If your AS husband is up for a little social-skills training, then by all means, try this! It will work for some, and not so much for others. Some NTs have reported that this exercise was a real game-changer in the relationship (because they were finally having a few moments of "quality" time). Others have said it worked moderately well, but was still interesting and better than nothing. And some have stated "there is no way in hell I'm even going to try this."

==> Living With Aspergers: Help for Couples 

==> Online Counseling for Struggling Individuals & Couples Affected by Asperger's

Why Your Aspie Husband Is So Inflexible

“Mark - my Aspie husband is the most inflexible person I have ever dealt with in the entire life. When his mind is made up, he is immoveable and totally closed to other suggestions on how to deal with issues (e.g., our kids, financial things that come up, chores that need to be done around the house, just to name a few). So, my question is: is this part of his aspergers, and why is he so closed to alternative ideas?”

Yes… it’s part of the disorder. And, there are several important reasons why people with Asperger’s and High-Functioning Autism are “inflexible” (to use your term). We call this “cognitive rigidity”:

Brain Dysregulation—

The brains of people on the spectrum are structurally normal, but “dysregulated” (i.e., there is an impaired regulation of a bundle of neurons in the brain stem that processes sensory signals from various areas of the body).

Cortisol Deficit—

Cortisol is a key factor in understanding Asperger’s. It is one of several stress hormones that acts similar to a red alert that is triggered by stressful circumstances, which helps the person to react quickly to changes. In neurotypical (non-Asperger's) people, there is a two-fold increase in levels of cortisol within 30 minutes of waking up – and levels gradually declining during the day as part of the internal body clock. People with Asperger’s don’t have this peak first thing in the morning, which is highly significant in explaining why people with Asperger’s are less able to react and cope with unexpected change (throughout the day, but especially in the morning).

They don’t adjust normally to the challenge of a new environment on waking, which may affect the way they subsequently engage with the world around them. By viewing your husband’s symptoms as a “stress response” rather than stubbornness may help you develop a few techniques for avoiding circumstances contribute to his anxiety.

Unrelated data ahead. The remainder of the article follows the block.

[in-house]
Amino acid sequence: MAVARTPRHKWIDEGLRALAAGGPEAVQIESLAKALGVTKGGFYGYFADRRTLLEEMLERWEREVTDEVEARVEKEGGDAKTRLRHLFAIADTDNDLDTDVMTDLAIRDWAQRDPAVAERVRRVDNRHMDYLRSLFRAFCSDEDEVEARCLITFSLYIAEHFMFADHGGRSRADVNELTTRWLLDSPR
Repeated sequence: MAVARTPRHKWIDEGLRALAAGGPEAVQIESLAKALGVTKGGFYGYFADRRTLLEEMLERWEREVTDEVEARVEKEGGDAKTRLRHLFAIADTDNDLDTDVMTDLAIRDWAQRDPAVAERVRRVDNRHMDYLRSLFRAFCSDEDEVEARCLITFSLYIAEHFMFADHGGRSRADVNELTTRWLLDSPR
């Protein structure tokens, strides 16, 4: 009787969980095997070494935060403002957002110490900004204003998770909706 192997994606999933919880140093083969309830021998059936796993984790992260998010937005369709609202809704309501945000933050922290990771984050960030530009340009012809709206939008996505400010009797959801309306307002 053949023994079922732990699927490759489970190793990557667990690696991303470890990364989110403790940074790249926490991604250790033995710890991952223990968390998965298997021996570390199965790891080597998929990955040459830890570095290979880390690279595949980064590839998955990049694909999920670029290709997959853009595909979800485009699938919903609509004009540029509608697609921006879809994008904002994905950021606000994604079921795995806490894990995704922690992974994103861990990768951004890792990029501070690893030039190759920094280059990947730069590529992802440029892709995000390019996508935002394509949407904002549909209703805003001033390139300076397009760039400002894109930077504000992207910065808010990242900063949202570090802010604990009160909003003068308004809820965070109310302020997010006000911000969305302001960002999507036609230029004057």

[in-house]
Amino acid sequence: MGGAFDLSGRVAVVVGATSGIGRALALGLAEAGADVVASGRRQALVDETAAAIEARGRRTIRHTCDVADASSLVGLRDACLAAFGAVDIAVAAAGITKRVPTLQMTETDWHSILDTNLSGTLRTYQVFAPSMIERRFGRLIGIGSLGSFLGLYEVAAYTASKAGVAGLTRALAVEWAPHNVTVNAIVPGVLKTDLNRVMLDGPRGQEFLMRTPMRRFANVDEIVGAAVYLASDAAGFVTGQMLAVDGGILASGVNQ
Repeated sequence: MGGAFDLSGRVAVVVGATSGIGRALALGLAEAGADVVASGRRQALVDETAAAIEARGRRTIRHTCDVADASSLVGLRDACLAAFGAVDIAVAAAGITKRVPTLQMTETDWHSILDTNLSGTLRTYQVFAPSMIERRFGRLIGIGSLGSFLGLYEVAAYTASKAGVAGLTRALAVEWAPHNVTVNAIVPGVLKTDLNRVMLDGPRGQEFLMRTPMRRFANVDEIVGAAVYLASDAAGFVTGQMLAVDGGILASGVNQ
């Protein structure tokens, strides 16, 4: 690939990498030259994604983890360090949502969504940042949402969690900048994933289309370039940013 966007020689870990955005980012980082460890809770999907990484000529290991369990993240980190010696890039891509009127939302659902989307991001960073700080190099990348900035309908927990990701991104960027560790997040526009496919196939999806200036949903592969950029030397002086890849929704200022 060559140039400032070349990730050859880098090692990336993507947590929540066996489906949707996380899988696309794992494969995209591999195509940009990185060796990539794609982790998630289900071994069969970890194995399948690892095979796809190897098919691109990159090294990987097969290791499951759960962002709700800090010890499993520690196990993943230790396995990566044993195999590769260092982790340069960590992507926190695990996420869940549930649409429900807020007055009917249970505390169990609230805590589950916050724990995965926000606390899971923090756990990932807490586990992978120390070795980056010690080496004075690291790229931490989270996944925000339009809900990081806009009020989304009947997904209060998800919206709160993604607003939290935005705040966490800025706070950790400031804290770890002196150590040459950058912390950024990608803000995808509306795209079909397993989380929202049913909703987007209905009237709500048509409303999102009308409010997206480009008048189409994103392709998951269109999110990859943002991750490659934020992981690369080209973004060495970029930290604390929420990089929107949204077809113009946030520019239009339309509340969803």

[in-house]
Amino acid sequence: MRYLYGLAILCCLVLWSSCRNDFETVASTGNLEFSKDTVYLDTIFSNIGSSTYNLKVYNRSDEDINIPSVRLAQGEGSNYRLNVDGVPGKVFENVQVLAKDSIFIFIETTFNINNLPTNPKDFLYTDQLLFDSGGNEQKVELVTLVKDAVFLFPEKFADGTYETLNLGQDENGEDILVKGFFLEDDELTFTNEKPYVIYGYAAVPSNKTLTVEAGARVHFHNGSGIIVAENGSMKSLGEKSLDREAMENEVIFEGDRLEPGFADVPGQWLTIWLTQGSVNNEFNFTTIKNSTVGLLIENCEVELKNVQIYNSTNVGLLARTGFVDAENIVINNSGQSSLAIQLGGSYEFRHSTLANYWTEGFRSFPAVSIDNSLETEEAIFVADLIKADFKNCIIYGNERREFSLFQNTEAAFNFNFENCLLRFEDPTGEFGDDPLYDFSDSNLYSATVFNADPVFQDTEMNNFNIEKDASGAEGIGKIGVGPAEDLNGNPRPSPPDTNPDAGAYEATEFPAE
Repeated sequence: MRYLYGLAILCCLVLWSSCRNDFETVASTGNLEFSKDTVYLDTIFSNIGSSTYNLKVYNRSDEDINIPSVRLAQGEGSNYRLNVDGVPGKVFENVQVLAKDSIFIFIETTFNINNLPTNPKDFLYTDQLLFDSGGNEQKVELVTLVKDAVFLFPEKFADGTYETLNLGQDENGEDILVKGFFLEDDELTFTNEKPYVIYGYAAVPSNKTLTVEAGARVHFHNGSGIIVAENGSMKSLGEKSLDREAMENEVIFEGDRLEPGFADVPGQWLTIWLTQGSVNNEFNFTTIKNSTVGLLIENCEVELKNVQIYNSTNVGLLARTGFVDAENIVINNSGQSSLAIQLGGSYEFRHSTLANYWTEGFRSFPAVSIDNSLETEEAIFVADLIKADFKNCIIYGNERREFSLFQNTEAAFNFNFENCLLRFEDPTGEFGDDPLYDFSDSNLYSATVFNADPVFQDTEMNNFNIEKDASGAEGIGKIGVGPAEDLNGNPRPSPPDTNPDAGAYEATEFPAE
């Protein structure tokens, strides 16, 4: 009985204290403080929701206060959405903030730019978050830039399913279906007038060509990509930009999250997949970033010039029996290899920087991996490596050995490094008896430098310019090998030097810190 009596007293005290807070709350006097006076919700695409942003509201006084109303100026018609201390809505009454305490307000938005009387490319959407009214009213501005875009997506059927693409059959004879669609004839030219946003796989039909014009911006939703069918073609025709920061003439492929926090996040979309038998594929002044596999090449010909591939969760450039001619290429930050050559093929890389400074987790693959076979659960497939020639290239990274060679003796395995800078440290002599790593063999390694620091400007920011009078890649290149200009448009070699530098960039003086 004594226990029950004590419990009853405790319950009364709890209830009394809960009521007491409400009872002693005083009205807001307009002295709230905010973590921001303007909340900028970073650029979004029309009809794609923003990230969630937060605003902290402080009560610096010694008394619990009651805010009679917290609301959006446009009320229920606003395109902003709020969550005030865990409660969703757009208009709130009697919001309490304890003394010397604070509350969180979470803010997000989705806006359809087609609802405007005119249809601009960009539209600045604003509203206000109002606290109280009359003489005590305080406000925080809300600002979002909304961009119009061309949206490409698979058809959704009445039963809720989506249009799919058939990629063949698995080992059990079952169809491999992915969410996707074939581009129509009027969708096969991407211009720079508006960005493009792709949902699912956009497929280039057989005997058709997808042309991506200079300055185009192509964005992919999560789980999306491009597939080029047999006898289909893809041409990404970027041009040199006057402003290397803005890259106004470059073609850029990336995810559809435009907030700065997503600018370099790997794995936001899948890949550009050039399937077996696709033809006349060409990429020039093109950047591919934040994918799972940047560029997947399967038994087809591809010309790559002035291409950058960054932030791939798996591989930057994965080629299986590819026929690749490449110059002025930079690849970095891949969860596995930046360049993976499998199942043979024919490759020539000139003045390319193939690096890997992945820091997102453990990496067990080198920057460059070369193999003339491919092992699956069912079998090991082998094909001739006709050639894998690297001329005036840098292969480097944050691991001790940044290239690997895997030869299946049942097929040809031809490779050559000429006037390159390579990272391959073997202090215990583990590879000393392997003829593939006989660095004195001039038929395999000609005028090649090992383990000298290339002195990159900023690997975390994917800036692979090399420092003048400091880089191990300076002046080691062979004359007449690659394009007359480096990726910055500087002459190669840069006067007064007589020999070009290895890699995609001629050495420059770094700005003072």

Executive Dysfunction (more information here)—

This deals with impulse control, inhibition, mental flexibility, planning, the initiation/monitoring of action, and working memory. This explains some of the symptoms of Asperger’s (e.g., poor social interaction due to a defect in cognitive shifting, repetitive and restricted behavior).

Theory of Mind Deficit (more information here)—

Theory of mind is the intuitive understanding of one’s mental state -- and the mental state of others (i.e., emotions, thoughts, beliefs, perceptions, knowledge, intentions and desires – and of how those mental states influence behavior). Your husband most likely has great difficulty understanding others thoughts, feelings, and motivations, which is the core cognitive deficit.

Weak Central Coherence—

This is the inability to understand the context of a situation or to see the big picture. This explains common behaviors found Asperger’s (e.g., repetitiveness, focusing on parts of objects, persistence in behaviors related to details, etc.).

I hope that makes sense. Thanks for the question.

~ Mark

==> Living With Aspergers: Help for Couples 

==> Online Counseling for Struggling Individuals & Couples Affected by Asperger's

40 Ways to Reduce Your Anxiety: Tips for People on the Spectrum

If you use a few of the steps below to manage your anxiety, you may reduce the risk of negative health effects. Here are some tips that may help you to cope day-to-day:
  1. Ashwagandha is an herb used in Ayurvedic medicine to treat anxiety and anxiety; several studies suggest that it's effective
  2. Aside from the obvious health risks of cigarettes, nicotine acts as a stimulant and brings on more anxiety symptoms
  3. Ask for help from friends, family, and community or religious organizations
  4. Assert yourself; you do not have to meet others' expectations or demands
  5. Biofeedback 
  6. Chew Gum
  7. Counseling, to help you recognize and release anxiety
  8. Cuddle with a pet (or a lover)
  9. Decide what must get done now and what can wait
  10. Deep breathing exercises
  11. Eat and drink sensibly; drugs and alcohol and food abuse may seem to reduce anxiety, but it actually adds to it